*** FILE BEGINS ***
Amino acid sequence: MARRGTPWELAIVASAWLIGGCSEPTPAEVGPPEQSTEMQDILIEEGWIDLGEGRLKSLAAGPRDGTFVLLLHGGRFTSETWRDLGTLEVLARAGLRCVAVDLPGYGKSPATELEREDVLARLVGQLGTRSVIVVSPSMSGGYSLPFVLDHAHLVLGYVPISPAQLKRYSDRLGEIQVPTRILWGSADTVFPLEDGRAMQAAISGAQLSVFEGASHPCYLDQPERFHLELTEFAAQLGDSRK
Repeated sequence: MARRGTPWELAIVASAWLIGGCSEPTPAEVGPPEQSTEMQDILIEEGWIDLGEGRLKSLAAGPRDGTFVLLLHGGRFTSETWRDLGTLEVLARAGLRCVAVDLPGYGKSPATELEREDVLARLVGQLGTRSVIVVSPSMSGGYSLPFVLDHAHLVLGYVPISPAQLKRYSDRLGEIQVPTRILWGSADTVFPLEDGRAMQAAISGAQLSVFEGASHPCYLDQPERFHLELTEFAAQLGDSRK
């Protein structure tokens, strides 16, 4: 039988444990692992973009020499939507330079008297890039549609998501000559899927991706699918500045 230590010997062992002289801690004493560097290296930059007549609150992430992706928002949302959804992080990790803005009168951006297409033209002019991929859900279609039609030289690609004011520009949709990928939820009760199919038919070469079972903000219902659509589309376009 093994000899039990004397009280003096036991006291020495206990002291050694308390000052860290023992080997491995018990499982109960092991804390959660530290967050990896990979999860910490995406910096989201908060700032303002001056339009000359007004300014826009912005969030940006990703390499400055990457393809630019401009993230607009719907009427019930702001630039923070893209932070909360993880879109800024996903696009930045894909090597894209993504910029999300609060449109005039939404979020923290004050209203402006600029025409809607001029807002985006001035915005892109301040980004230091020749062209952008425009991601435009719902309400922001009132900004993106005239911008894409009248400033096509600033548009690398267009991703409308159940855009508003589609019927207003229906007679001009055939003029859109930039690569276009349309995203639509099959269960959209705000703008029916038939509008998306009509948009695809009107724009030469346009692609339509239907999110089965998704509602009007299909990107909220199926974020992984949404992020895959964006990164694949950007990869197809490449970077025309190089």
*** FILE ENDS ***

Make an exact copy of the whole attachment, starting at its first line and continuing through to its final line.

Amino acid sequence: MARRGTPWELAIVASAWLIGGCSEPTPAEVGPPEQSTEMQDILIEEGWIDLGEGRLKSLAAGPRDGTFVLLLHGGRFTSETWRDLGTLEVLARAGLRCVAVDLPGYGKSPATELEREDVLARLVGQLGTRSVIVVSPSMSGGYSLPFVLDHAHLVLGYVPISPAQLKRYSDRLGEIQVPTRILWGSADTVFPLEDGRAMQAAISGAQLSVFEGASHPCYLDQPERFHLELTEFAAQLGDSRK
Repeated sequence: MARRGTPWELAIVASAWLIGGCSEPTPAEVGPPEQSTEMQDILIEEGWIDLGEGRLKSLAAGPRDGTFVLLLHGGRFTSETWRDLGTLEVLARAGLRCVAVDLPGYGKSPATELEREDVLARLVGQLGTRSVIVVSPSMSGGYSLPFVLDHAHLVLGYVPISPAQLKRYSDRLGEIQVPTRILWGSADTVFPLEDGRAMQAAISGAQLSVFEGASHPCYLDQPERFHLELTEFAAQLGDSRK
């Protein structure tokens, strides 16, 4: 039988444990692992973009020499939507330079008297890039549609998501000559899927991706699918500045 230590010997062992002289801690004493560097290296930059007549609150992430992706928002949302959804992080990790803005009168951006297409033209002019991929859900279609039609030289690609004011520009949709990928939820009760199919038919070469079972903000219902659509589309376009 093994000899039990004397009280003096036991006291020495206990002291050694308390000052860290023992080997491995018990499982109960092991804390959660530290967050990896990979999860910490995406910096989201908060700032303002001056339009000359007004300014826009912005969030940006990703390499400055990457393809630019401009993230607009719907009427019930702001630039923070893209932070909360993880879109800024996903696009930045894909090597894209993504910029999300609060449109005039939404979020923290004050209203402006600029025409809607001029807002985006001035915005892109301040980004230091020749062209952008425009991601435009719902309400922001009132900004993106005239911008894409009248400033096509600033548009690398267009991703409308159940855009508003589609019927207003229906007679001009055939003029859109930039690569276009349309995203639509099959269960959209705000703008029916038939509008998306009509948009695809009107724009030469346009692609339509239907999110089965998704509602009007299909990107909220199926974020992984949404992020895959964006990164694949950007990869197809490449970077025309190089």